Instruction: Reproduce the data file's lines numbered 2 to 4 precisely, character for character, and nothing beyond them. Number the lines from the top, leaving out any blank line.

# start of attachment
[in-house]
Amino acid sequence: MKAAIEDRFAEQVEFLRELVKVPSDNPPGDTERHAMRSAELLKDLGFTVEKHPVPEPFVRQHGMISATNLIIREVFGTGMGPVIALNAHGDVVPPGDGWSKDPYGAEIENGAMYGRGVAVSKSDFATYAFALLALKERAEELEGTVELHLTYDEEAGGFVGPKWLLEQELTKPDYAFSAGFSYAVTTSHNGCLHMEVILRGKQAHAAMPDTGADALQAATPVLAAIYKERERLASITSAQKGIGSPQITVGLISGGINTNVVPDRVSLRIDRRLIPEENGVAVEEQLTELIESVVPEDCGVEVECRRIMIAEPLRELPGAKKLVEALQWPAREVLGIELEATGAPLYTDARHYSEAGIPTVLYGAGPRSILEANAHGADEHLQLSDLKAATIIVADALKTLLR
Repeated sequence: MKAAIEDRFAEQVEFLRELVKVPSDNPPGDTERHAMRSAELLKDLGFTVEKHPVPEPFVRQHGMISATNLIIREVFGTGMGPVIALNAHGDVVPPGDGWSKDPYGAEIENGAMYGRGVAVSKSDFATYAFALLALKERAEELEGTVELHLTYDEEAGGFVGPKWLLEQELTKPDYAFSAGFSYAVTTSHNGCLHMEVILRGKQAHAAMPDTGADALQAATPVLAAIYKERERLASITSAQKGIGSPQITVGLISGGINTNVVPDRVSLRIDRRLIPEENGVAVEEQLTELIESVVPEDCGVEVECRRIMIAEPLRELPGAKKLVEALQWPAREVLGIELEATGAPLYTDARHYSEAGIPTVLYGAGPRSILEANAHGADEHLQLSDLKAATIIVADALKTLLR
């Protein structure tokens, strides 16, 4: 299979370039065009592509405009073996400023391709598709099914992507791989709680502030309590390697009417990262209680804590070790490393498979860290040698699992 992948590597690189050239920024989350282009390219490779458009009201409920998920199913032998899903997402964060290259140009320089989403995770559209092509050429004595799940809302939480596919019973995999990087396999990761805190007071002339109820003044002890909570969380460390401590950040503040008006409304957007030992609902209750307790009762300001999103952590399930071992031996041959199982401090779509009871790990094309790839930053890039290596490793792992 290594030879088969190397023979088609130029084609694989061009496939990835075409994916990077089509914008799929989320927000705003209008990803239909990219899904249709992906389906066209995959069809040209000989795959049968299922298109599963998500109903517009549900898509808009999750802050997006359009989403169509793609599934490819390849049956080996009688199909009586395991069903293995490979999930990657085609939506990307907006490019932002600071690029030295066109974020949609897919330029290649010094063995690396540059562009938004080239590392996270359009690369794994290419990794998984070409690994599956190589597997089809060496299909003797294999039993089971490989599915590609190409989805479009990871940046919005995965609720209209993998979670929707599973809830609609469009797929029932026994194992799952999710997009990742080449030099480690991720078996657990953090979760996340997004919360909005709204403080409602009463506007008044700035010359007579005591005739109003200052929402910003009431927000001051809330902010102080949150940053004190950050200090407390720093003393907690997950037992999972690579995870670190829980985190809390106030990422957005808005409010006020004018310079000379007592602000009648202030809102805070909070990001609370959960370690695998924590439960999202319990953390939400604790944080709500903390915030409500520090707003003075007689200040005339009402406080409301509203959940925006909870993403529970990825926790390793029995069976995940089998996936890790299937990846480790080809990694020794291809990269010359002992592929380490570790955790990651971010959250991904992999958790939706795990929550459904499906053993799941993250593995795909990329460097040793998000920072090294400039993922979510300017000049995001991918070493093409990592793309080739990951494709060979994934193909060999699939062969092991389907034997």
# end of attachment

Amino acid sequence: MKAAIEDRFAEQVEFLRELVKVPSDNPPGDTERHAMRSAELLKDLGFTVEKHPVPEPFVRQHGMISATNLIIREVFGTGMGPVIALNAHGDVVPPGDGWSKDPYGAEIENGAMYGRGVAVSKSDFATYAFALLALKERAEELEGTVELHLTYDEEAGGFVGPKWLLEQELTKPDYAFSAGFSYAVTTSHNGCLHMEVILRGKQAHAAMPDTGADALQAATPVLAAIYKERERLASITSAQKGIGSPQITVGLISGGINTNVVPDRVSLRIDRRLIPEENGVAVEEQLTELIESVVPEDCGVEVECRRIMIAEPLRELPGAKKLVEALQWPAREVLGIELEATGAPLYTDARHYSEAGIPTVLYGAGPRSILEANAHGADEHLQLSDLKAATIIVADALKTLLR
Repeated sequence: MKAAIEDRFAEQVEFLRELVKVPSDNPPGDTERHAMRSAELLKDLGFTVEKHPVPEPFVRQHGMISATNLIIREVFGTGMGPVIALNAHGDVVPPGDGWSKDPYGAEIENGAMYGRGVAVSKSDFATYAFALLALKERAEELEGTVELHLTYDEEAGGFVGPKWLLEQELTKPDYAFSAGFSYAVTTSHNGCLHMEVILRGKQAHAAMPDTGADALQAATPVLAAIYKERERLASITSAQKGIGSPQITVGLISGGINTNVVPDRVSLRIDRRLIPEENGVAVEEQLTELIESVVPEDCGVEVECRRIMIAEPLRELPGAKKLVEALQWPAREVLGIELEATGAPLYTDARHYSEAGIPTVLYGAGPRSILEANAHGADEHLQLSDLKAATIIVADALKTLLR
């Protein structure tokens, strides 16, 4: 299979370039065009592509405009073996400023391709598709099914992507791989709680502030309590390697009417990262209680804590070790490393498979860290040698699992 992948590597690189050239920024989350282009390219490779458009009201409920998920199913032998899903997402964060290259140009320089989403995770559209092509050429004595799940809302939480596919019973995999990087396999990761805190007071002339109820003044002890909570969380460390401590950040503040008006409304957007030992609902209750307790009762300001999103952590399930071992031996041959199982401090779509009871790990094309790839930053890039290596490793792992 290594030879088969190397023979088609130029084609694989061009496939990835075409994916990077089509914008799929989320927000705003209008990803239909990219899904249709992906389906066209995959069809040209000989795959049968299922298109599963998500109903517009549900898509808009999750802050997006359009989403169509793609599934490819390849049956080996009688199909009586395991069903293995490979999930990657085609939506990307907006490019932002600071690029030295066109974020949609897919330029290649010094063995690396540059562009938004080239590392996270359009690369794994290419990794998984070409690994599956190589597997089809060496299909003797294999039993089971490989599915590609190409989805479009990871940046919005995965609720209209993998979670929707599973809830609609469009797929029932026994194992799952999710997009990742080449030099480690991720078996657990953090979760996340997004919360909005709204403080409602009463506007008044700035010359007579005591005739109003200052929402910003009431927000001051809330902010102080949150940053004190950050200090407390720093003393907690997950037992999972690579995870670190829980985190809390106030990422957005808005409010006020004018310079000379007592602000009648202030809102805070909070990001609370959960370690695998924590439960999202319990953390939400604790944080709500903390915030409500520090707003003075007689200040005339009402406080409301509203959940925006909870993403529970990825926790390793029995069976995940089998996936890790299937990846480790080809990694020794291809990269010359002992592929380490570790955790990651971010959250991904992999958790939706795990929550459904499906053993799941993250593995795909990329460097040793998000920072090294400039993922979510300017000049995001991918070493093409990592793309080739990951494709060979994934193909060999699939062969092991389907034997």